State heart patients left to die

05 July 2019 Author   NYASHA FRANCIS NYAUNGWA
State sponsored heart patients have been left to the mercy of God after the Windhoek Central Hospital Cardiac Unit stopped performing lifesaving procedures in February due to a lack of funding and the absence of a cardiologist.
Sources told the Windhoek Observer this week that state patients at the unit, which was commissioned in 2010, have been getting a raw deal from the state after it failed to renew Dr Simon Beshir’s contract.
Dr Beshir is said to be the only cardiologist in the country working for the state
The cardiologist, who also works at the Roman Catholic Heart Centre in Windhoek, has since been offering free services to only 10 patients every Thursday.
It is feared that should he withdraw his free services, this could spell doom for many of the patients who cannot afford to visit private hospitals for the same services.
“So far patients on chronic medication have been renewing prescriptions without being seen by doctor,” a patient told the Windhoek Observer this week.
Dr Beshir declined to talk when contacted for comment.

 He referred the Windhoek Observer to the Ministry of Health and Social Services Public Relations Officer Manga Libita who did not respond to questions sent to her email.
Another source who spoke to the Windhoek Observer on condition of anonymity said government does not have the money to pay Dr Beshir his normal fees because of the current austerity measures introduced across all ministries and departments.
 “The problem is that this financial crisis is affecting every single department of the government - the problem is global. The country's economy was based mostly on government spending. Now spending is close to zero and the economy has tanked. The cardiac unit is just one of many services affected,” the source said.
There are reports that some patients at the unit have died after they failed to access the critical healthcare services they needed.
“Of course there are some casualties. Right now the situation is critical,” a source familiar with the work of the cardiac unit said. 
“The department is trying to find a solution, but it is difficult since all of its operations and other competing operations at the hospital are being financed through government.”
He said there is a proposal on the table to have state patients who suffer a heart attack be transferred to private hospitals where they can be operated from and thereafter transferred back to state hospitals.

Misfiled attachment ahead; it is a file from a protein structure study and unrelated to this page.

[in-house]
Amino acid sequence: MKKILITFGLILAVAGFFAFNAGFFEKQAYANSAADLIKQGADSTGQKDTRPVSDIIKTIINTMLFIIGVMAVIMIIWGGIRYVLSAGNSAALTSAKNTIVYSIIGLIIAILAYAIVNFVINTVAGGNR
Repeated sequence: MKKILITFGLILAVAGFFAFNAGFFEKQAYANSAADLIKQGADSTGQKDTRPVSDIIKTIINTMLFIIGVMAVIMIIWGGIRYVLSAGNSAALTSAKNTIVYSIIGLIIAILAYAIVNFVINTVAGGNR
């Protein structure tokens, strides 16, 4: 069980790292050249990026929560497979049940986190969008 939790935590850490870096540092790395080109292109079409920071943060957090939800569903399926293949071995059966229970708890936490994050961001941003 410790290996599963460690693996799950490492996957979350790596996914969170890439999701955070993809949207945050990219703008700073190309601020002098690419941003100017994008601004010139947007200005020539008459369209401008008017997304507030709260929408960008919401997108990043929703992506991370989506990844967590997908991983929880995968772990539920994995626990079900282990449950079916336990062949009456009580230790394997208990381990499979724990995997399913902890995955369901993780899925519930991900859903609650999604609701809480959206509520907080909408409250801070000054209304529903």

Another solution is to get private funding from people willing to donate money to state hospitals or to engage private hospitals and doctors so that they can help state patients for free.
“Everyone has to give their time to state patients, but most don’t. Senior doctors should be forced to work for the state on a part time basis. Everyone has to play their part especially private hospitals. They have to sacrifice some of their profits,” the source said adding that the unit is not allowed to hire more people to fill in critical positions such as nurses and doctors or paying nurses for overtime.
“It is not easy for people running the hospitals because everyone is shouting that they need money. We can’t really blame management because they are trying their best under difficult circumstances.”
The Windhoek Observer also understands that there is only one cardiac technologist working at the cardiac unit. A radiologist at the unit, a Dr Phyn, is also said to be offering his services free of charge.
Information provided by the cardiac unit in April showed that the Windhoek Central Hospital has successfully attended to 104 patients requiring open heart surgery, 318 open-heart and related procedures were conducted at the unit.
Over 6,000 adults and children were served at the outpatient department of the cardiac clinic between April 2018 and March 2019. 
Prime Minister Saara Kuungongelwa-Amadhila assured staff members of government’s continued support during a tour of the unit in April.
“Where you require us, we are not prepared to say that we cannot do it,” she said.

WINDHOEK OBSERVER

The Windhoek Observer is an English-language weekly newspaper, published in Namibia by Paragon Investment Holding. It is the country's oldest and largest circulating weekly.

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